In Part One of Comprehension Strategies (Making Meaning of Texts), we discussed the importance of knowing the basics like decoding (knowing our sound patterns, sight words, and the ability to figure out unknown words) and developing concepts of print (knowing how to use pictures to help decode, using pictures to support understanding, looking at the cover and title, knowing which way to turn the pages, etc.), but also the importance of comprehension (our ability to make meaning from a text). In Part Two, we’re going to dive a little deeper into the specific skills and strategies we often look for when building comprehension abilities:

Comprehension Ability Questions to Ask About Content What it Looks Like in Practice
  • Can you tell me what we just read?
  • What happened in the story?
  • Being able to tell the main events.
  • Recalling characters, setting, and the problem.
  • Using most of the 5Ws in an explanation: Who, What, Where, When, and Why.

**Note: Summarizing is NOT listing every single thing that happened in the story. 

Making Connections
  • What does this remind you of?
  • Can you think of anything in the world that is like this?
  • What, in your own life, is similar to what we are reading about?
  • Making connections to one’s own life.
  • Making connections to other stories/movies/tv.
  • Making connections to worldly knowledge. 

“This makes me think of/reminds me of….. because…..”

Making Predictions
  • What do you think will happen next?
  • Using text clues to support an idea of what will happen next. 
  • Being able to explain why they think that. 
Asking Questions
  • What questions do you have about what we just read?
  • What do you wonder?
  • Asking questions about the content or an idea.
  • Wondering about related information.
  • Being critical of the ideas or information being presented.
  • What does the movie in your head look like while we read?
  • How are you picturing this character/event/place?
  • Laughing at physical comedy.
  • Being able to describe what the characters or setting looks like in their head, and explain why they know that. 
Accessing Schema
  • What do you already know about ________ (the topic/main idea)?
  • Have you heard of __________ before?
  • Offering knowledge that is not included in the text during discussion.
  • “Well, I know that….”
  • What do you think happened/is happening, based on the clues in the story?
  • How do you think they feel? How do you know that?
  • Reading “between the lines”.
  • Being able to figure out what is happening without it being explicitly stated.
  • Understanding feelings; empathizing. 
  • Can you tell me, in your own words, what this was about?
  • Using own words.
  • Identifying a lesson/theme/morale.
  • Being able to accurately summarize what the story/content is really about in 1-2 sentences.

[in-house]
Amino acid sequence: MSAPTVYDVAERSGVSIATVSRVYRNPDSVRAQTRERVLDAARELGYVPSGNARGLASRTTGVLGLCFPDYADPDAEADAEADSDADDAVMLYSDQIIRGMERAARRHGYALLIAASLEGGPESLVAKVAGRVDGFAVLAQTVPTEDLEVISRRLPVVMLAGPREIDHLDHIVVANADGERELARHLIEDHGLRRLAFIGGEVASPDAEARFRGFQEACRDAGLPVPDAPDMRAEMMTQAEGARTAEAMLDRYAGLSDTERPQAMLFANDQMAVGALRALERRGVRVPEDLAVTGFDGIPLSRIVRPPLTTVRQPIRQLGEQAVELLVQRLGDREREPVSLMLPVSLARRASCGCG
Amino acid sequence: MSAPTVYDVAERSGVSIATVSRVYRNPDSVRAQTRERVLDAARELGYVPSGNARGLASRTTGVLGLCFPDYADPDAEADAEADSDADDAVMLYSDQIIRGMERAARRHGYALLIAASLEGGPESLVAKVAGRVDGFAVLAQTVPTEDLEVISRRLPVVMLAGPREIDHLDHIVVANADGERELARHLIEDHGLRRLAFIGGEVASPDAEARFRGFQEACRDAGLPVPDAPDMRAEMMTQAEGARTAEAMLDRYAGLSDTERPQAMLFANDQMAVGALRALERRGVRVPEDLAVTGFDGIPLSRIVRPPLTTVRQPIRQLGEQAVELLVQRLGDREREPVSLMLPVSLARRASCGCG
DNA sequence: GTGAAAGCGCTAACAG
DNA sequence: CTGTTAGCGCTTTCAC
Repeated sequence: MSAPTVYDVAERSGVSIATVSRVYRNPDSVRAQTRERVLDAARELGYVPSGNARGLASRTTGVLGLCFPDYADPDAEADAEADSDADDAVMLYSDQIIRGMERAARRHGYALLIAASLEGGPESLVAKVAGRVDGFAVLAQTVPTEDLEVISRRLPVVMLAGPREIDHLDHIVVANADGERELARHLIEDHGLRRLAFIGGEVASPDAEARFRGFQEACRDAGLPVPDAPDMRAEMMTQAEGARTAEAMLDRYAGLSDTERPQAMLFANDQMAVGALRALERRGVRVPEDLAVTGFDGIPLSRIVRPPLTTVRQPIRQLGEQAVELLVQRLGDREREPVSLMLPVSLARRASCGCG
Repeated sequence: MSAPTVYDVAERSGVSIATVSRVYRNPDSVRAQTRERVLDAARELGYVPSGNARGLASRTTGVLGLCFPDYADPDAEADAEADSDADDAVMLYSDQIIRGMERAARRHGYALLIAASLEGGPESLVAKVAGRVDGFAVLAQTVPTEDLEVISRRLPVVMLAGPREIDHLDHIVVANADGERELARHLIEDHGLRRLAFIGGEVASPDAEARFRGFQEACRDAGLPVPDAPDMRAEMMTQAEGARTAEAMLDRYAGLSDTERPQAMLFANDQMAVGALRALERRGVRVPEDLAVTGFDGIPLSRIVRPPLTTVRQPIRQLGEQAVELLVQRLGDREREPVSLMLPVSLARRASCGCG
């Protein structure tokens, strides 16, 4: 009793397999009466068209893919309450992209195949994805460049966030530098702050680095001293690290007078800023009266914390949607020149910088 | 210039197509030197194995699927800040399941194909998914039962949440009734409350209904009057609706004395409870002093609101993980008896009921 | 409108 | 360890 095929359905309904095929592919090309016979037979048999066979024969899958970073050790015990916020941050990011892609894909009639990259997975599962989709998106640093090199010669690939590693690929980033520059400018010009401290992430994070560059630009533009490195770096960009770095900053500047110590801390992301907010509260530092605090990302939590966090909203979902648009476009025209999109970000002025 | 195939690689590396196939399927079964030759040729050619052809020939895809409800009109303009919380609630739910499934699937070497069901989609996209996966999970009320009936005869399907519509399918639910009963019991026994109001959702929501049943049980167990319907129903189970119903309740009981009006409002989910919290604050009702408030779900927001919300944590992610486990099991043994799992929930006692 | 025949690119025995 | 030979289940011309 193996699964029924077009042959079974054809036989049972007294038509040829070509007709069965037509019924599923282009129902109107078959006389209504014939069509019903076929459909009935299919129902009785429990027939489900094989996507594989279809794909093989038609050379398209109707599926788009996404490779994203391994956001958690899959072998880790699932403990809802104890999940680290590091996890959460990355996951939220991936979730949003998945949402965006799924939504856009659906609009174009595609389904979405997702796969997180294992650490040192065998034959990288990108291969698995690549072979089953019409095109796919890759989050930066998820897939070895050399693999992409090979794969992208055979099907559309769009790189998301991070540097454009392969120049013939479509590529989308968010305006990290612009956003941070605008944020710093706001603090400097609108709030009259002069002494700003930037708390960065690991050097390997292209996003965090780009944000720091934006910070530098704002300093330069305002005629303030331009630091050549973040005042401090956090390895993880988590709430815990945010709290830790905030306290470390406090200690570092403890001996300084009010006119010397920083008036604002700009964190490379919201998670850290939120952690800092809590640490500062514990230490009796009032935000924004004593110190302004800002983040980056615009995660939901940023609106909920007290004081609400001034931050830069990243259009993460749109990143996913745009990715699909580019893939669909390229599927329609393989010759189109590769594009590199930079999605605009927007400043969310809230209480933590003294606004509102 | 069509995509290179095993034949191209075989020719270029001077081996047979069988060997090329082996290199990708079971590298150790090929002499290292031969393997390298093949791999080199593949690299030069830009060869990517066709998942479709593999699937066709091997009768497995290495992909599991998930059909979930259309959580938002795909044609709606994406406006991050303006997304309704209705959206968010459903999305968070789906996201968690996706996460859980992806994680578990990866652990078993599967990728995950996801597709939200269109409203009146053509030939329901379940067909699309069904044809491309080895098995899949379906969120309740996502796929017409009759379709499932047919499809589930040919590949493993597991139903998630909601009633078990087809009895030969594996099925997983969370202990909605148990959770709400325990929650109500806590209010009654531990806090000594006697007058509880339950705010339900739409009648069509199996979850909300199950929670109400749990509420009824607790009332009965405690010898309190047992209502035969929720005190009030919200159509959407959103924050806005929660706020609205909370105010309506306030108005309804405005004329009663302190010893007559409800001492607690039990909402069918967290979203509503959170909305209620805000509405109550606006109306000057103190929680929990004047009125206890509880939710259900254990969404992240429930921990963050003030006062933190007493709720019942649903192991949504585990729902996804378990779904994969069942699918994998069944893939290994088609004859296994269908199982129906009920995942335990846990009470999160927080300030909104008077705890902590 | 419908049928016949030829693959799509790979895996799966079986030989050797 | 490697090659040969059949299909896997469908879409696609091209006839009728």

All of these skills are important for becoming a proficient reader. Each one of them supports a reader’s ability to develop the others, and they are what teachers are most often looking for. Ultimately, what we want is for readers to become critical thinkers – to be able to take in information, comprehend it, manipulate the ideas so it either adds to their existing understandings/beliefs about the world or changes it somehow, and then output their understanding in an effective way. 

Therefore, in addition to being able to answer your questions, the most important part of this is that they explain why they think that, or how they know, and they need to accurately use evidence from the text. Even our early readers need to be able to tell us that the character is happy because they have a smile on their face, or that the dog loves the character because his tail is wagging. The word, ‘because’, needs to become your new best friend if you’re working with a reader who is struggling with comprehension. 

Overall, keep up the great work on your young reader’s decoding abilities, but don’t forget about comprehension. Just make sure you stick to the following: read consistently (ideally every day!), know your letter sounds and sound patterns, use the pictures, and just talk about what you’re reading. It might even be fun!

Happy reading!



About Sara Christle

Sara is a Hoot Teacher and a passionate educator with experience teaching K-6 and literacy intervention. She believes strongly that all learners have strengths and the ability to flourish - and that everyone is a reader! Sara received her B.Ed from the University of Winnipeg and is currently pursuing her Post-Baccalaureate in Inclusive Education at the University of Manitoba. In her spare time, you can find her reading (of course!), writing, cooking, knitting, and practicing yoga.

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